Future Road Funding: Smooth or Bumpy?


36601064This summer, as we wander Indiana for work or pleasure, motorists experience both how good and bad Indiana’s road infrastructure is. The real issue is Indiana’s road funding mechanisms are in need of modernization to keep up with today’s demands.

To address the issue short and long term, several months ago the Legislature passed and the Governor signed two important bills on road funding, HB 1001 and SB 67. Combined, the bills did the following:

  • Provided a total of $689 million of additional funding over the next four years to Indiana’s local governments for their road funding needs.
  • Provided an additional $228 for state road funding in 2017. (Funding for this and the above came from a combination of using some of Indiana’s budget surplus, providing revenue from local option income tax collections and directing some of the sales taxes collected on fuel to road funding.)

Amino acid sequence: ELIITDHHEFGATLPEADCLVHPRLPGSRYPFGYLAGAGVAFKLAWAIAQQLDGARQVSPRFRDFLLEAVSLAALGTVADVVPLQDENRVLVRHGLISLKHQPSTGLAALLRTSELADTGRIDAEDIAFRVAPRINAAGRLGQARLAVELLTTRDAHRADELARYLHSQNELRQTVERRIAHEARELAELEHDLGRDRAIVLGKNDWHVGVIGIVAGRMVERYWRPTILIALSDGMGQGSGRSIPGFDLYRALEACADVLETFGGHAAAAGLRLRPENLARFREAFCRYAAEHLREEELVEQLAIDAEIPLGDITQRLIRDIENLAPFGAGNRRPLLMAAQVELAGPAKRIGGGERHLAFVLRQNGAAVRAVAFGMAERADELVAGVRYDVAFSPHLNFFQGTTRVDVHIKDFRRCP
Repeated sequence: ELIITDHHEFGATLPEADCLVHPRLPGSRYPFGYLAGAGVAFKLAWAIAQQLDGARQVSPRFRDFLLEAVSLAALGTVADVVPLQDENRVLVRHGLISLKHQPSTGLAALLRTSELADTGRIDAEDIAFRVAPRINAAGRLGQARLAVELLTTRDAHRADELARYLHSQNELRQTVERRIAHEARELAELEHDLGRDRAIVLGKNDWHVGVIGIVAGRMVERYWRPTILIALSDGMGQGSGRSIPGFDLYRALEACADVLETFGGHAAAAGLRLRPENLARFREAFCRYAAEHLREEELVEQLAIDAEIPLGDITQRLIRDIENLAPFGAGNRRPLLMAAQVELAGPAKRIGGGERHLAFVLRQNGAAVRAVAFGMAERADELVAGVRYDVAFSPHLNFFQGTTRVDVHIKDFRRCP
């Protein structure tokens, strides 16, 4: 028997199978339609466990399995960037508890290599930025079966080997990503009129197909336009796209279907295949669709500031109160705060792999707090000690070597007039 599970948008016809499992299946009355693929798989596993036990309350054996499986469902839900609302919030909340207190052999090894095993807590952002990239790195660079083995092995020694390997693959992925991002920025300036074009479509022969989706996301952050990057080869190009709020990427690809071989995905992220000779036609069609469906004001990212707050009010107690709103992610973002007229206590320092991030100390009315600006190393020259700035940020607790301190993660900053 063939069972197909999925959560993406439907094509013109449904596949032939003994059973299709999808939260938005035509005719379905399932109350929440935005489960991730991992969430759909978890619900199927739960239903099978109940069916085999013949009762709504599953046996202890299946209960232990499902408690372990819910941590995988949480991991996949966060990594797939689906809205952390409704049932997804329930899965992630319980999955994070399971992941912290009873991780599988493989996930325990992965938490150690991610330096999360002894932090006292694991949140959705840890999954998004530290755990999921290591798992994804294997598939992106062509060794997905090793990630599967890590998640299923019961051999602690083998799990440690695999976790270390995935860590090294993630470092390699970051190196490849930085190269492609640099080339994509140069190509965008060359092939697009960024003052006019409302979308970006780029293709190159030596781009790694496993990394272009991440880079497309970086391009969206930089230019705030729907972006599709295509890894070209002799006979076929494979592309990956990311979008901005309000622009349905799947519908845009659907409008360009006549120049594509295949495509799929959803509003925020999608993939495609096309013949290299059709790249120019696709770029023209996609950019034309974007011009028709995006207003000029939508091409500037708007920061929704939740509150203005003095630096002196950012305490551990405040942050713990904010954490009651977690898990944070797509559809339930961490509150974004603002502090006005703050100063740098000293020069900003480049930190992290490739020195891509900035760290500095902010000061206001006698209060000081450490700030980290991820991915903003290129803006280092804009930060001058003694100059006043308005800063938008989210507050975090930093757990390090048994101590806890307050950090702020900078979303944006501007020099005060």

• Provided Indiana counties the option to double their wheel tax and for municipalities with a population over 10,000 to establish a wheel tax. If eligible local governments choose to do this, they can raise up to an additional $376 million a year.
  • Established the FIRSST (Funding Indiana’s Roads for a Stronger and Safer Tomorrow) Task Force to develop a long-term plan for state and local roads and bridges, and develop funding mechanisms for the various components of the plan.

The FIRSST Task Force has a lot of work to do before the end of this year. The goal is to present a plan that will set the stage for what might take place during the 2017 legislative session. Its 16 members will verify the costs of road maintenance needs, look at current revenue streams and determine what current and new ideas are viable for the future. This is important given that the primary funding mechanism, the 18-cent-per-gallon gas tax, is not keeping up with the cost to maintain state and local roads, let alone build new ones.

In a recent Chamber infrastructure policy committee meeting, Senators Luke Kenley (R-Noblesville) and Brandt Hershman (R-Buck Creek) indicated their commitment to achieving a solid and sustainable long-term solution during the 2017 session. Given the Indiana Chamber’s Indiana Vision 2025 goal area of “Superior Infrastructure”, we will play an active role in this discussion.

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